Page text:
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New Manufacturing Technology Enables Vertical 3D Transistors 75

Posted by Soulskill
from the losing-the-flatland-market-segment dept.
MrSeb writes "Applied Materials has taken the wraps off a new etching system meant to turn vertically stacked, three-dimensional transistors from lab experiments into commercial reality. The new Centura Avatar solves multiple problems facing manufacturers who are interested in 3D NAND but find their current equipment not up to the task of actually building it. According to the folks at Applied Materials, trying to build 3D NAND structures in real life would be like trying to dig a one-kilometer-deep, three-kilometer-long trench with walls exactly three meters apart, through interleaved rock strata — and that's before we discuss gate trenches or the staircases. While this machine specifically targets 3D NAND today, a number of the challenges to scaling flash memory apply to scaling CPU logic as well. As for when 3D chips will be available for commercial purchase, Applied Materials was vague on that point, but personally I would expect to see companies adopting the new etch equipment in the next few years."
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New Manufacturing Technology Enables Vertical 3D Transistors

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  • by macraig (621737) <mark@a@craig.gmail@com> on Wednesday June 27, 2012 @04:20PM (#40471603)

    There's two semantic goofs in this submission, one in the title and the other in the first sentence, and neither was noticed or corrected by Soulskill. The phrase "vertical 3D transistors" is misleading, since a literal interpretation doesn't describe z-axis stacking and instead describes objects whose most significant dimension is oriented vertically; it would be more accurate to write "stacked 3D transistors". In the first sentence, the adjective phrase "vertically stacked" is certainly a pleonasm if there ever was one; the definition of "stacked" already describes a z-axis or "vertical" state. The use of the word "vertical" in both of those instances is ineffective semantics.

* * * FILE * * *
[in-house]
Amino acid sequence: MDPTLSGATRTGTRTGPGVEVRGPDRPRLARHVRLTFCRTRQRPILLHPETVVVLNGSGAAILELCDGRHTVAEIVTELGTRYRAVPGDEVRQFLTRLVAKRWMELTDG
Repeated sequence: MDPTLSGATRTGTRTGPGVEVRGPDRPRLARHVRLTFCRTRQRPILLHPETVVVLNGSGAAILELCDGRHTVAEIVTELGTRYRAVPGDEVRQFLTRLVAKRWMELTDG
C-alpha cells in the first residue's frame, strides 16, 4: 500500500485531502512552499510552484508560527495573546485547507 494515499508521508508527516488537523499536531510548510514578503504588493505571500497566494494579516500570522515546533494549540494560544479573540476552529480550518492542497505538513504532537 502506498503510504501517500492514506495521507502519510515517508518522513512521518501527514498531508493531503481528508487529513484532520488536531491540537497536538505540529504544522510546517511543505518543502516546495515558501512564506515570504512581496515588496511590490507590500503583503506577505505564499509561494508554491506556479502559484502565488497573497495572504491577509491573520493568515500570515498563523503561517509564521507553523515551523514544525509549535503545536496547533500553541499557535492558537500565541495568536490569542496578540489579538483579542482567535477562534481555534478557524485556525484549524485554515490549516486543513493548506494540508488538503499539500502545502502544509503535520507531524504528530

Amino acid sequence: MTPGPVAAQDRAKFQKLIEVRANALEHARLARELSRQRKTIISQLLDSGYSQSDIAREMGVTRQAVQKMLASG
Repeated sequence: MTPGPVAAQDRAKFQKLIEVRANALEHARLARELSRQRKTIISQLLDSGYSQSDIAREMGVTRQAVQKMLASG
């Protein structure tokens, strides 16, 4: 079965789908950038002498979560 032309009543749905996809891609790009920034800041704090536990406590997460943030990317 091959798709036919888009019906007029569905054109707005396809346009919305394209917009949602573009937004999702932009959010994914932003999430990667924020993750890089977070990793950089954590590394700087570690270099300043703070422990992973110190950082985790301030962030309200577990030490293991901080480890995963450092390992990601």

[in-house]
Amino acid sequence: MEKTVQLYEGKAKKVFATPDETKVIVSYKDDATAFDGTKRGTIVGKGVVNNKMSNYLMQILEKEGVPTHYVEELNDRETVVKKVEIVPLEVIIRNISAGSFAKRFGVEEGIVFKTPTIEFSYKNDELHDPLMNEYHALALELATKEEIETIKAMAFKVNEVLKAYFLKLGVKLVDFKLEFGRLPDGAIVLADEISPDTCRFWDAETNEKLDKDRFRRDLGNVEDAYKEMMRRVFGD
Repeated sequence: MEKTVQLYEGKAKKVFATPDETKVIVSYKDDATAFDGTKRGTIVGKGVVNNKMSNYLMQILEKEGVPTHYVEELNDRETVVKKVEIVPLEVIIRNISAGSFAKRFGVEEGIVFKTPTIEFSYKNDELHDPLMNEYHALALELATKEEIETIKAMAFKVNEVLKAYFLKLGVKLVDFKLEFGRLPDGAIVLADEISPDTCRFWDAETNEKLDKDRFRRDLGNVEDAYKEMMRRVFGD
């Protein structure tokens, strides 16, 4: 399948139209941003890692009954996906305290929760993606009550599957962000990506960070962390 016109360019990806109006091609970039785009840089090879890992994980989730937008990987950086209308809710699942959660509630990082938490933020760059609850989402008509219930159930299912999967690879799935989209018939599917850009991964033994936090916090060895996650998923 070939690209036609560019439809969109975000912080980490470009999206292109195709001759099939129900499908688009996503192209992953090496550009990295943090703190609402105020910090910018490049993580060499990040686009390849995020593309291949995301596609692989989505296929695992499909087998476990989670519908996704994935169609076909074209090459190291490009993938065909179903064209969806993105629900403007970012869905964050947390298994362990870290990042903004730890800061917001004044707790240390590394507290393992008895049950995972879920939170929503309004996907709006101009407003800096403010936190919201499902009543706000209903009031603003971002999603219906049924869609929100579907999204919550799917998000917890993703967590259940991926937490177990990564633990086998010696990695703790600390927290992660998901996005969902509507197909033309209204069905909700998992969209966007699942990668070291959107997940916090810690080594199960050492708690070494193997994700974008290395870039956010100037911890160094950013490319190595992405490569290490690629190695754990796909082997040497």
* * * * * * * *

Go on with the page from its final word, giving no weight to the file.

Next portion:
• Re:wait wut? (Score:5, Insightful)

    by mhajicek (1582795) on Wednesday June 27, 2012 @04:30PM (#40471723)
    And potentially far more difficult to get the heat out of.
  • by KingMotley (944240) on Wednesday June 27, 2012 @04:57PM (#40472011) Journal

    I would think this tech will come sooner, and while expensive, it should also increase performance while increasing density. Shorter traces = faster signals and less problems trying to coordinate synchronization between multiple paths since the difference between longest and shortest traces is reduced.

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